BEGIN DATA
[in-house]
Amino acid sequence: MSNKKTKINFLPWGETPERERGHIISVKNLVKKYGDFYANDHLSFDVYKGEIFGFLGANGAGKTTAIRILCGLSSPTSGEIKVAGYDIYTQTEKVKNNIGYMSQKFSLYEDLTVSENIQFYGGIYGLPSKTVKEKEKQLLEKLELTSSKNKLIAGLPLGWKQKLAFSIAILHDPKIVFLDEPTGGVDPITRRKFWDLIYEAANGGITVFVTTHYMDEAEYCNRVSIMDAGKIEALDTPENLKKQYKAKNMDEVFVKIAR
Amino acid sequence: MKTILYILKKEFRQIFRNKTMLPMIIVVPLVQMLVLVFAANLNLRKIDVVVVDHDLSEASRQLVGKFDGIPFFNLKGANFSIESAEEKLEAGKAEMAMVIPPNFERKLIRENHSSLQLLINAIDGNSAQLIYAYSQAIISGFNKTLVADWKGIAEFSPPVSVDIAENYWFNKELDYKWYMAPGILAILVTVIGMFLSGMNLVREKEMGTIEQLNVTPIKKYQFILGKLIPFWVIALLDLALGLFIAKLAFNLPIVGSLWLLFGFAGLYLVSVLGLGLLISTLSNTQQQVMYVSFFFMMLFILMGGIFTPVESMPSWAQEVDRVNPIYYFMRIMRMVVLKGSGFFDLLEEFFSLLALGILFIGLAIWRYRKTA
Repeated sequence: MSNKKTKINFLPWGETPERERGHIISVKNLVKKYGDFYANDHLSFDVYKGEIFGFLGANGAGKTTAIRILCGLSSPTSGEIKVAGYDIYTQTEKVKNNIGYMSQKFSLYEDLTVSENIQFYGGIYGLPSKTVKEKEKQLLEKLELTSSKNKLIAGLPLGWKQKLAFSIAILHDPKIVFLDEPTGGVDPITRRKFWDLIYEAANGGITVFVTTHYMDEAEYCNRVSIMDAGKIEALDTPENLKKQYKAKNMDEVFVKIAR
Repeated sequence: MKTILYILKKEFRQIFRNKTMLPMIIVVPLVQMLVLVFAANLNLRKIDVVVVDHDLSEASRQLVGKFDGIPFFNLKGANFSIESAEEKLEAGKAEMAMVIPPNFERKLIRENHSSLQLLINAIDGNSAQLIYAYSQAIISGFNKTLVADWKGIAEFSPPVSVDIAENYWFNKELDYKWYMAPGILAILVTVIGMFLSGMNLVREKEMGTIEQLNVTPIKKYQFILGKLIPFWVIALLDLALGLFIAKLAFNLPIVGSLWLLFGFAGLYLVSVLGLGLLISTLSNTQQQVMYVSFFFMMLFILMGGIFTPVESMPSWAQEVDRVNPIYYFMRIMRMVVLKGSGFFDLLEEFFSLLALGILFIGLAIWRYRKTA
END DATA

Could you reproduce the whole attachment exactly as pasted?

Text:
[in-house]
Amino acid sequence: MSNKKTKINFLPWGETPERERGHIISVKNLVKKYGDFYANDHLSFDVYKGEIFGFLGANGAGKTTAIRILCGLSSPTSGEIKVAGYDIYTQTEKVKNNIGYMSQKFSLYEDLTVSENIQFYGGIYGLPSKTVKEKEKQLLEKLELTSSKNKLIAGLPLGWKQKLAFSIAILHDPKIVFLDEPTGGVDPITRRKFWDLIYEAANGGITVFVTTHYMDEAEYCNRVSIMDAGKIEALDTPENLKKQYKAKNMDEVFVKIAR
Amino acid sequence: MKTILYILKKEFRQIFRNKTMLPMIIVVPLVQMLVLVFAANLNLRKIDVVVVDHDLSEASRQLVGKFDGIPFFNLKGANFSIESAEEKLEAGKAEMAMVIPPNFERKLIRENHSSLQLLINAIDGNSAQLIYAYSQAIISGFNKTLVADWKGIAEFSPPVSVDIAENYWFNKELDYKWYMAPGILAILVTVIGMFLSGMNLVREKEMGTIEQLNVTPIKKYQFILGKLIPFWVIALLDLALGLFIAKLAFNLPIVGSLWLLFGFAGLYLVSVLGLGLLISTLSNTQQQVMYVSFFFMMLFILMGGIFTPVESMPSWAQEVDRVNPIYYFMRIMRMVVLKGSGFFDLLEEFFSLLALGILFIGLAIWRYRKTA
Repeated sequence: MSNKKTKINFLPWGETPERERGHIISVKNLVKKYGDFYANDHLSFDVYKGEIFGFLGANGAGKTTAIRILCGLSSPTSGEIKVAGYDIYTQTEKVKNNIGYMSQKFSLYEDLTVSENIQFYGGIYGLPSKTVKEKEKQLLEKLELTSSKNKLIAGLPLGWKQKLAFSIAILHDPKIVFLDEPTGGVDPITRRKFWDLIYEAANGGITVFVTTHYMDEAEYCNRVSIMDAGKIEALDTPENLKKQYKAKNMDEVFVKIAR
Repeated sequence: MKTILYILKKEFRQIFRNKTMLPMIIVVPLVQMLVLVFAANLNLRKIDVVVVDHDLSEASRQLVGKFDGIPFFNLKGANFSIESAEEKLEAGKAEMAMVIPPNFERKLIRENHSSLQLLINAIDGNSAQLIYAYSQAIISGFNKTLVADWKGIAEFSPPVSVDIAENYWFNKELDYKWYMAPGILAILVTVIGMFLSGMNLVREKEMGTIEQLNVTPIKKYQFILGKLIPFWVIALLDLALGLFIAKLAFNLPIVGSLWLLFGFAGLYLVSVLGLGLLISTLSNTQQQVMYVSFFFMMLFILMGGIFTPVESMPSWAQEVDRVNPIYYFMRIMRMVVLKGSGFFDLLEEFFSLLALGILFIGLAIWRYRKTA